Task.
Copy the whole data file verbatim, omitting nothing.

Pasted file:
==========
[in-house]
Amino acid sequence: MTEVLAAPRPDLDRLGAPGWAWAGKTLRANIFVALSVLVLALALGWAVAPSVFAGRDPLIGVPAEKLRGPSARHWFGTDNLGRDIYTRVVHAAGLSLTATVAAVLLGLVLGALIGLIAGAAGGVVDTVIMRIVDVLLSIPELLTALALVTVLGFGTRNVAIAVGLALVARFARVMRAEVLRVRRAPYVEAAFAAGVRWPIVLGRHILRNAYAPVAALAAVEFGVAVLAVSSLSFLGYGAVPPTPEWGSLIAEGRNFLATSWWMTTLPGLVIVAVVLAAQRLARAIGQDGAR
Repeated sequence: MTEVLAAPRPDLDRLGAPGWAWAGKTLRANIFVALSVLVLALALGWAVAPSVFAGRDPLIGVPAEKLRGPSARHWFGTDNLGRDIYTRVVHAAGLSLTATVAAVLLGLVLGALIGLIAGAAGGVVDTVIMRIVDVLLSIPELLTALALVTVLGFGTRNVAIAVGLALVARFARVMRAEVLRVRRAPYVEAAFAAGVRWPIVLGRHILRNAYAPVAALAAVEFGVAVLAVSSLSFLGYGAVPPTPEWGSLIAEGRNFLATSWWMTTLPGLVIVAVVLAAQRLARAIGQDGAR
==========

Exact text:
[in-house]
Amino acid sequence: MTEVLAAPRPDLDRLGAPGWAWAGKTLRANIFVALSVLVLALALGWAVAPSVFAGRDPLIGVPAEKLRGPSARHWFGTDNLGRDIYTRVVHAAGLSLTATVAAVLLGLVLGALIGLIAGAAGGVVDTVIMRIVDVLLSIPELLTALALVTVLGFGTRNVAIAVGLALVARFARVMRAEVLRVRRAPYVEAAFAAGVRWPIVLGRHILRNAYAPVAALAAVEFGVAVLAVSSLSFLGYGAVPPTPEWGSLIAEGRNFLATSWWMTTLPGLVIVAVVLAAQRLARAIGQDGAR
Repeated sequence: MTEVLAAPRPDLDRLGAPGWAWAGKTLRANIFVALSVLVLALALGWAVAPSVFAGRDPLIGVPAEKLRGPSARHWFGTDNLGRDIYTRVVHAAGLSLTATVAAVLLGLVLGALIGLIAGAAGGVVDTVIMRIVDVLLSIPELLTALALVTVLGFGTRNVAIAVGLALVARFARVMRAEVLRVRRAPYVEAAFAAGVRWPIVLGRHILRNAYAPVAALAAVEFGVAVLAVSSLSFLGYGAVPPTPEWGSLIAEGRNFLATSWWMTTLPGLVIVAVVLAAQRLARAIGQDGAR